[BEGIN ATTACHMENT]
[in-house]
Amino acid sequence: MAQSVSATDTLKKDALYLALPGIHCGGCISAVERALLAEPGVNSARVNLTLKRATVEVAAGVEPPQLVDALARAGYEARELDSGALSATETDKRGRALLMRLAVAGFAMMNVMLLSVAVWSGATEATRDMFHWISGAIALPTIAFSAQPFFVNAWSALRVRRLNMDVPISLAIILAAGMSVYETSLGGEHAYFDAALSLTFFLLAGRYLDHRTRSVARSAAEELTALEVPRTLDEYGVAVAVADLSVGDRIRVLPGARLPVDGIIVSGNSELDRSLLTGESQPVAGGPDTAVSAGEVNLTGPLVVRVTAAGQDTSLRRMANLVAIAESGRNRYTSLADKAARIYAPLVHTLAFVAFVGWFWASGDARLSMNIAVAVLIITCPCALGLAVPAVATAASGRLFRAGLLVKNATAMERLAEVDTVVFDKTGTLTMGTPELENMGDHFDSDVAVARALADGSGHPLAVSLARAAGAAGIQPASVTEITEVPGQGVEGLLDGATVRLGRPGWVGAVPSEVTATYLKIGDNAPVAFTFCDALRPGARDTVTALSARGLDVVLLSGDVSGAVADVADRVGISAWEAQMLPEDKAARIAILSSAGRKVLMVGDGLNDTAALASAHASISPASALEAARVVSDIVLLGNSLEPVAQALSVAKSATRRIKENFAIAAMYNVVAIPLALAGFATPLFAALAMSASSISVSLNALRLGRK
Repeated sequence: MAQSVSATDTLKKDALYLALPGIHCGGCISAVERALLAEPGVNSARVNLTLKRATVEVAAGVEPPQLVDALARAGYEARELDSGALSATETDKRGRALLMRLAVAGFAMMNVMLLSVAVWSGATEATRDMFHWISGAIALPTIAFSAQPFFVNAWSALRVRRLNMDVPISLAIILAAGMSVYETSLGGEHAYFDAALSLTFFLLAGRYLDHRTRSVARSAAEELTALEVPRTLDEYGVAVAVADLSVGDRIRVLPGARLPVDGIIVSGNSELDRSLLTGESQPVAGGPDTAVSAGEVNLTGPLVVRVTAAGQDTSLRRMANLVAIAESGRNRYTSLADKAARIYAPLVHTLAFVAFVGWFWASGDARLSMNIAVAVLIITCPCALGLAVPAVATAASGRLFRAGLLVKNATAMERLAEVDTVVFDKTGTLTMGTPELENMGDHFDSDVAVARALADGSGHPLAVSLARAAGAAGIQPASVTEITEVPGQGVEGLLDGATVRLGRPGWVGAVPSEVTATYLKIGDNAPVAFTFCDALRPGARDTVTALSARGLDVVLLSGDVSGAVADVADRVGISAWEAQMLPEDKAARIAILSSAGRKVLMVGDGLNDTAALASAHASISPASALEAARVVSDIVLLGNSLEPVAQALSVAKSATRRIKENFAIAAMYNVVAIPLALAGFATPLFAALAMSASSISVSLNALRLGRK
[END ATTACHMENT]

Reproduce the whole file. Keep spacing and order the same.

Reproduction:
[in-house]
Amino acid sequence: MAQSVSATDTLKKDALYLALPGIHCGGCISAVERALLAEPGVNSARVNLTLKRATVEVAAGVEPPQLVDALARAGYEARELDSGALSATETDKRGRALLMRLAVAGFAMMNVMLLSVAVWSGATEATRDMFHWISGAIALPTIAFSAQPFFVNAWSALRVRRLNMDVPISLAIILAAGMSVYETSLGGEHAYFDAALSLTFFLLAGRYLDHRTRSVARSAAEELTALEVPRTLDEYGVAVAVADLSVGDRIRVLPGARLPVDGIIVSGNSELDRSLLTGESQPVAGGPDTAVSAGEVNLTGPLVVRVTAAGQDTSLRRMANLVAIAESGRNRYTSLADKAARIYAPLVHTLAFVAFVGWFWASGDARLSMNIAVAVLIITCPCALGLAVPAVATAASGRLFRAGLLVKNATAMERLAEVDTVVFDKTGTLTMGTPELENMGDHFDSDVAVARALADGSGHPLAVSLARAAGAAGIQPASVTEITEVPGQGVEGLLDGATVRLGRPGWVGAVPSEVTATYLKIGDNAPVAFTFCDALRPGARDTVTALSARGLDVVLLSGDVSGAVADVADRVGISAWEAQMLPEDKAARIAILSSAGRKVLMVGDGLNDTAALASAHASISPASALEAARVVSDIVLLGNSLEPVAQALSVAKSATRRIKENFAIAAMYNVVAIPLALAGFATPLFAALAMSASSISVSLNALRLGRK
Repeated sequence: MAQSVSATDTLKKDALYLALPGIHCGGCISAVERALLAEPGVNSARVNLTLKRATVEVAAGVEPPQLVDALARAGYEARELDSGALSATETDKRGRALLMRLAVAGFAMMNVMLLSVAVWSGATEATRDMFHWISGAIALPTIAFSAQPFFVNAWSALRVRRLNMDVPISLAIILAAGMSVYETSLGGEHAYFDAALSLTFFLLAGRYLDHRTRSVARSAAEELTALEVPRTLDEYGVAVAVADLSVGDRIRVLPGARLPVDGIIVSGNSELDRSLLTGESQPVAGGPDTAVSAGEVNLTGPLVVRVTAAGQDTSLRRMANLVAIAESGRNRYTSLADKAARIYAPLVHTLAFVAFVGWFWASGDARLSMNIAVAVLIITCPCALGLAVPAVATAASGRLFRAGLLVKNATAMERLAEVDTVVFDKTGTLTMGTPELENMGDHFDSDVAVARALADGSGHPLAVSLARAAGAAGIQPASVTEITEVPGQGVEGLLDGATVRLGRPGWVGAVPSEVTATYLKIGDNAPVAFTFCDALRPGARDTVTALSARGLDVVLLSGDVSGAVADVADRVGISAWEAQMLPEDKAARIAILSSAGRKVLMVGDGLNDTAALASAHASISPASALEAARVVSDIVLLGNSLEPVAQALSVAKSATRRIKENFAIAAMYNVVAIPLALAGFATPLFAALAMSASSISVSLNALRLGRK